Review - Peter Cannon Thunderbolt #1 (@DynamiteComics)

"Interesting...but what's the got to do with me?"

The old superhero adage goes "with great power comes great responsibility." There are some superheroes like Spider-Man who align themselves with that statement, whereas others like Peter Cannon Thunderbolt in Peter Cannon Thunderbolt #1 from Dynamite Comics tend to the do the opposite. The issue is written by Kieron Gillen, illustrated by Caspar Wijngaard, colored by Mary Safro and lettered by Hassan Otsmane-Elhaou.

His level of genius is matched only by his heroics, and in humanity's darkest hour, he's the hero they need the most-alas, poor humanity. Peter Cannon-the man known as Thunderbolt-is only too happy to leave civilization to face its end.

Gillen opens up the issue by dropping the reader smackdab in the middle of a planetary crisis as it's being invaded by an alien race. That's par for the course for quite a few stories, but Gillen capitalizes on Peter Cannon Thunderbolt's reputation as a cocky savior of sorts whose narcissism borders perilously close to a full-on god complex. That alone makes the pleas of other heroes feel more like groveling, yet Gillen still manages to up the ante with the reveal at the end that only reinforces that characterization. As a whole, the issue moves incredibly fast and feels short; that's not knock against Gillen though as the pacing still affords the reader ample time to get a handle on what's going on. And Gillen even manages to make the aforementioned surprise ending feel both expected and ludicrous at the same time which is something that's pretty difficult to pull off.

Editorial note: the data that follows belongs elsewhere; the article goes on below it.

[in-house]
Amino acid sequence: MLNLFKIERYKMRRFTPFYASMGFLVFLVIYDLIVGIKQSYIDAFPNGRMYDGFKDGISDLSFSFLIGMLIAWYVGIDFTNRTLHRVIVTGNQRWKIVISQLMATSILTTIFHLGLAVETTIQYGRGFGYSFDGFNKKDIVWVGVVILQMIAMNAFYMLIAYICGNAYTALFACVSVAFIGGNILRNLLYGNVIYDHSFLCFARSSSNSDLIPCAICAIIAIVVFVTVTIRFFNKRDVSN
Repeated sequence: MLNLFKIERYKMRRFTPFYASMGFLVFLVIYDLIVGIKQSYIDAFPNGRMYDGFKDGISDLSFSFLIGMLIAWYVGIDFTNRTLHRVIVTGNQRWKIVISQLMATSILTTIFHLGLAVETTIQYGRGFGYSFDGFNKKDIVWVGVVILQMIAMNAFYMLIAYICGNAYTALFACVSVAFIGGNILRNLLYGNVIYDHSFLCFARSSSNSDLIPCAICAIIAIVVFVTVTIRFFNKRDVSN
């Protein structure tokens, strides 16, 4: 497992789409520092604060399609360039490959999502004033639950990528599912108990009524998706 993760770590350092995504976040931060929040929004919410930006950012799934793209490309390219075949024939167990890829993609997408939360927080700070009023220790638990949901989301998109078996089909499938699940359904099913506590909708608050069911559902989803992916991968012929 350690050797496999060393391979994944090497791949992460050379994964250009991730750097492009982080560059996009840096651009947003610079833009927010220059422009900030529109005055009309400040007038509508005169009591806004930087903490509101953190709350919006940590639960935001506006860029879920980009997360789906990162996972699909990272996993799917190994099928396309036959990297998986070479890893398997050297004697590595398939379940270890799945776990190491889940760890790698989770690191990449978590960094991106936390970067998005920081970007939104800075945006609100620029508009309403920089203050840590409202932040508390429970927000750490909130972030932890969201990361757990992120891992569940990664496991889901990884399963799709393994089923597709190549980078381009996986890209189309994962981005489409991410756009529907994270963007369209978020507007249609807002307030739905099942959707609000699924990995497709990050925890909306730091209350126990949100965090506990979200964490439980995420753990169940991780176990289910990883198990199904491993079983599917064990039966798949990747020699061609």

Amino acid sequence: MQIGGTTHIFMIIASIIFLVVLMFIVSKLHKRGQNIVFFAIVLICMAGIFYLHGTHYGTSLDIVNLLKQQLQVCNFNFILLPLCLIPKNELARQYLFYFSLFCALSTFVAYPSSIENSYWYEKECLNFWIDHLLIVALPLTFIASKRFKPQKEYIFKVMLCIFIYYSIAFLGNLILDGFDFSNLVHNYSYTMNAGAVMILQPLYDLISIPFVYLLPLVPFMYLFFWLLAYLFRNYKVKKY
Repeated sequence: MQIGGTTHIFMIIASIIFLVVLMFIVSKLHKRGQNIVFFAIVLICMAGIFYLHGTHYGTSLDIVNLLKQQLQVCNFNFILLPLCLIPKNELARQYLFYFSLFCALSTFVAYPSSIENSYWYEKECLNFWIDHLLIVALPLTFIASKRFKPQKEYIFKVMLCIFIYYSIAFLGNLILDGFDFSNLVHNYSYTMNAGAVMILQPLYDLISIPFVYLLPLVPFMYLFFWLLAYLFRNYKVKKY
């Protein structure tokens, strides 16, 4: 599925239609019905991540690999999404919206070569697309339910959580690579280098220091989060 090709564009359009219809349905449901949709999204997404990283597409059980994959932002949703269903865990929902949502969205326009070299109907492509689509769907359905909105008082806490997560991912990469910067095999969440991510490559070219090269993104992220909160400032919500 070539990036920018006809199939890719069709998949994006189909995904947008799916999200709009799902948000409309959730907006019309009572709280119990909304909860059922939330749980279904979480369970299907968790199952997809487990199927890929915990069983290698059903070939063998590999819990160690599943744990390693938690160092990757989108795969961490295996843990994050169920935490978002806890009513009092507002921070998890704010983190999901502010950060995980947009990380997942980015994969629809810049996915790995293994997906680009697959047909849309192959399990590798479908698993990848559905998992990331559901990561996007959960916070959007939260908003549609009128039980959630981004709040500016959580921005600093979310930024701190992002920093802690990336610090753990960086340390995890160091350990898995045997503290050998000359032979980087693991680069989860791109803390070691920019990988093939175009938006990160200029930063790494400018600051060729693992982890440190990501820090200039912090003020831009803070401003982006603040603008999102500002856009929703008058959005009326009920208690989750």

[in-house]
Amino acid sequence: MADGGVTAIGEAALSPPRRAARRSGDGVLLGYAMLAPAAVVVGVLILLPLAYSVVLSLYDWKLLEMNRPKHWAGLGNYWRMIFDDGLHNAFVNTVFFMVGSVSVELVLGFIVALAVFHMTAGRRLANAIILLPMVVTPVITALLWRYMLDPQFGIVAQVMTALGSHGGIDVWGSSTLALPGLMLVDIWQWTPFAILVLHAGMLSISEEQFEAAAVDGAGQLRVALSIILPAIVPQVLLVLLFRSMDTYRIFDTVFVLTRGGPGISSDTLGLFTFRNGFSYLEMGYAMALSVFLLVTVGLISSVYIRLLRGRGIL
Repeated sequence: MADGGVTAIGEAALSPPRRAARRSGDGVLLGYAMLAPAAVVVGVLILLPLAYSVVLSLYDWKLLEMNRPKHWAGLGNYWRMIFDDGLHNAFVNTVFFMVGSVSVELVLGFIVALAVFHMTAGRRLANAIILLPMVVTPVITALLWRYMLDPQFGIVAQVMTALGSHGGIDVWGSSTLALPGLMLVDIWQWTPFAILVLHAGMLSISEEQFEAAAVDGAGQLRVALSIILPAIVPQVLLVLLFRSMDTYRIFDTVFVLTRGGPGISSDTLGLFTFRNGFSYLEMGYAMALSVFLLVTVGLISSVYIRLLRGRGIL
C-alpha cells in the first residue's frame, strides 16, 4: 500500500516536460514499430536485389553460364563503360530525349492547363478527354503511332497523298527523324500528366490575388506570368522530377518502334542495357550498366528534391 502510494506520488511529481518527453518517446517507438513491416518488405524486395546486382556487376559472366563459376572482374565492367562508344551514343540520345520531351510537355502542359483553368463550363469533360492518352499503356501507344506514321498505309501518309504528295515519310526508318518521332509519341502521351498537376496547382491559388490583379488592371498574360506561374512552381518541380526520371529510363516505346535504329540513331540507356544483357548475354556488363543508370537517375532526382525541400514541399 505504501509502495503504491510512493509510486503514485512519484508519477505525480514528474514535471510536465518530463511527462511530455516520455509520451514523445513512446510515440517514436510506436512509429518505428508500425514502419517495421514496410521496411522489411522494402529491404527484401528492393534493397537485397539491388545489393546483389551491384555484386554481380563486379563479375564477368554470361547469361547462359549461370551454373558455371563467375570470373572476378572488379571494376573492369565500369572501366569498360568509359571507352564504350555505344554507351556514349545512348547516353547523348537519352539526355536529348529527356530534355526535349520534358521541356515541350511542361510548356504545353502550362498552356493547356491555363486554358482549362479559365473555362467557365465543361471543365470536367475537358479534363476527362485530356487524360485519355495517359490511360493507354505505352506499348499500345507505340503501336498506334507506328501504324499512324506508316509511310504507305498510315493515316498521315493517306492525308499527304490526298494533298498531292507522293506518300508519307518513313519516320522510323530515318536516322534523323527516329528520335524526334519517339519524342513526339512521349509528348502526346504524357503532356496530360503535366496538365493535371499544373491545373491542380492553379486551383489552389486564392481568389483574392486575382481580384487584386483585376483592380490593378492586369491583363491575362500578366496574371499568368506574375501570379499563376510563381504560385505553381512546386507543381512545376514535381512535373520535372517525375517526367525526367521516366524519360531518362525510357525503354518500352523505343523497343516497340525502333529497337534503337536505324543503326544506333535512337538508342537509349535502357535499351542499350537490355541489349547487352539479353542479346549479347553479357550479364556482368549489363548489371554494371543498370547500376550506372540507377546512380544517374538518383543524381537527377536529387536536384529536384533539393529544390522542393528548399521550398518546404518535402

Wijngaard illustrates the issue very much like a superhero book with an emphasis on the physiques of the characters as a reflection of their abilities. There's a sharpness to the linework that bolsters their superhero look; this also helps contribute to the overall mayhem that ensues when the aliens invade Earth. The entire book is also very organized by clean panel layouts and Wijngaard moves the action across the panels just as cleanly and easy to follow. The action scenes are very detailed compared to the calmer scenes as Wijngaard emphasizes the abilities of the characters. Safro's colors are done well, effectively setting the various scenes that the characters end playing in.

Peter Cannon Thunderbolt #1 is an issue that looks at the concept of superhero ego and really runs with it. Peter Cannon Thunderbolt is something of an enigma in that he helps people, but he also knows that people need his help. Gillen's script is brisk and fast-paced, effectively demonstrating the brash personality that makes the lead character so easy to dislike. Wijngaard's illustrations are appropriate for the tone of the book and capture the superhero essence well. Peter Cannon Thunderbolt #1 is a strong first issue that could play out much stronger as the series progresses.

Peter Cannon Thunderbolt #1 is available now.